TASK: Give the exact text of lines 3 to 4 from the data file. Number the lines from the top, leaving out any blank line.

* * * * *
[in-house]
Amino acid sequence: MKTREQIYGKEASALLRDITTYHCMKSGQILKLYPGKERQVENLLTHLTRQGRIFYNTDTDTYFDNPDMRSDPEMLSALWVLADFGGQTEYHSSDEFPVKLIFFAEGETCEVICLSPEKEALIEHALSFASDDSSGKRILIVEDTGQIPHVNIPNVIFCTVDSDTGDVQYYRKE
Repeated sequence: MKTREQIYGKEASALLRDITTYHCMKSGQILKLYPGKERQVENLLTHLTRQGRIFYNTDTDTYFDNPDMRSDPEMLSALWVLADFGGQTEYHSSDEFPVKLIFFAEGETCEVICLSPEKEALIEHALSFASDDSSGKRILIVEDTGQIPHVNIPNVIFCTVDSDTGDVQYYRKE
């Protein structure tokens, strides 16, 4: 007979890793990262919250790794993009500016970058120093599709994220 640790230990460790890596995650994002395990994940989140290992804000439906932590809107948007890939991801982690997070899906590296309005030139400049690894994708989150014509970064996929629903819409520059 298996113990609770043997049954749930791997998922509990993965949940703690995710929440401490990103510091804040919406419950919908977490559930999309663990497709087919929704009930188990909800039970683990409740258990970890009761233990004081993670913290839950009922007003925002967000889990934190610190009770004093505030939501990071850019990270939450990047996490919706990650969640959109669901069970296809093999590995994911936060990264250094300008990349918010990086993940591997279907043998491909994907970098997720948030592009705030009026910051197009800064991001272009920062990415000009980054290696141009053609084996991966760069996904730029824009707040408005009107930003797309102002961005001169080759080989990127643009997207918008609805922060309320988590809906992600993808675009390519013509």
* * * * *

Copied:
Repeated sequence: MKTREQIYGKEASALLRDITTYHCMKSGQILKLYPGKERQVENLLTHLTRQGRIFYNTDTDTYFDNPDMRSDPEMLSALWVLADFGGQTEYHSSDEFPVKLIFFAEGETCEVICLSPEKEALIEHALSFASDDSSGKRILIVEDTGQIPHVNIPNVIFCTVDSDTGDVQYYRKE
């Protein structure tokens, strides 16, 4: 007979890793990262919250790794993009500016970058120093599709994220 640790230990460790890596995650994002395990994940989140290992804000439906932590809107948007890939991801982690997070899906590296309005030139400049690894994708989150014509970064996929629903819409520059 298996113990609770043997049954749930791997998922509990993965949940703690995710929440401490990103510091804040919406419950919908977490559930999309663990497709087919929704009930188990909800039970683990409740258990970890009761233990004081993670913290839950009922007003925002967000889990934190610190009770004093505030939501990071850019990270939450990047996490919706990650969640959109669901069970296809093999590995994911936060990264250094300008990349918010990086993940591997279907043998491909994907970098997720948030592009705030009026910051197009800064991001272009920062990415000009980054290696141009053609084996991966760069996904730029824009707040408005009107930003797309102002961005001169080759080989990127643009997207918008609805922060309320988590809906992600993808675009390519013509």